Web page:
Instantly arriving at your destination might sound like a good idea, but for flights any longer than an hour or so, that travel time is an important part of the narrative experience. It gives the crew time to relax, regroup, and process what’s going on. There are also story possibilities for getting ambushed half-way to a destination or running out of fuel and needing to hail down a passing merchant ship; hopefully they won’t steal your chairs in the process.

That’s why Thorium Nova will continuously track the position of your ship across its entire journey. At any moment, you can see your position on the star map, stop your ship, change course, and continue on your way. This presents a number of challenges, though.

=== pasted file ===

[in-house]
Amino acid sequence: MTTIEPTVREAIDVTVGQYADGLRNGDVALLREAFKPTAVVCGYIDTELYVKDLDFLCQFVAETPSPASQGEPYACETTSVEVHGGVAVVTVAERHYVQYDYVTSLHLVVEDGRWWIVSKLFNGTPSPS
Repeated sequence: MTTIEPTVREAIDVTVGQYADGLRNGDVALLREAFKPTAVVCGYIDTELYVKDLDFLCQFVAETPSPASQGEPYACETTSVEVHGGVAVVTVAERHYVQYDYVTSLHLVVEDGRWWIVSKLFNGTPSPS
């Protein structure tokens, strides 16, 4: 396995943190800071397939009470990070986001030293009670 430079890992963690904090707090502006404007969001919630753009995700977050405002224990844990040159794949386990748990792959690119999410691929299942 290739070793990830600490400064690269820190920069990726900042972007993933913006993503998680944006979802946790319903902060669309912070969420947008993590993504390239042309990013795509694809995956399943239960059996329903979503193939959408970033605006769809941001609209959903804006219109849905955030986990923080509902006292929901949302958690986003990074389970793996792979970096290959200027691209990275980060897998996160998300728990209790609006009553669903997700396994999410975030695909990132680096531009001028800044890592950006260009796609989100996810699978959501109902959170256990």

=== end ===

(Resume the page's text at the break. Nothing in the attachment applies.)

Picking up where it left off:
Speed has to be carefully considered. If Thorium Nova uses realistic distances, traveling between planetary systems in a reasonable amount of time would require absurd speeds. To get from Earth to the closest star, Alpha Centauri, in about 4 minutes, you would have to travel at 577,000 ⨉ the speed of light! At that same speed, you could travel from Earth to Neptune, the farthest planet, in less than a second! Also, having any kind of meaningful interactions between other ships means those ships have to be very close to each other, and travel at slow speeds.

That means that speeds will be regulated at different levels of space. At a local level, like within orbit of a planet or near other ships, you could use an impulse drive with a maximum speed of roughly 300 km/s. That’s too slow to even get to nearby objects, though. It would take 22 minutes to get from Earth to the moon at that speed!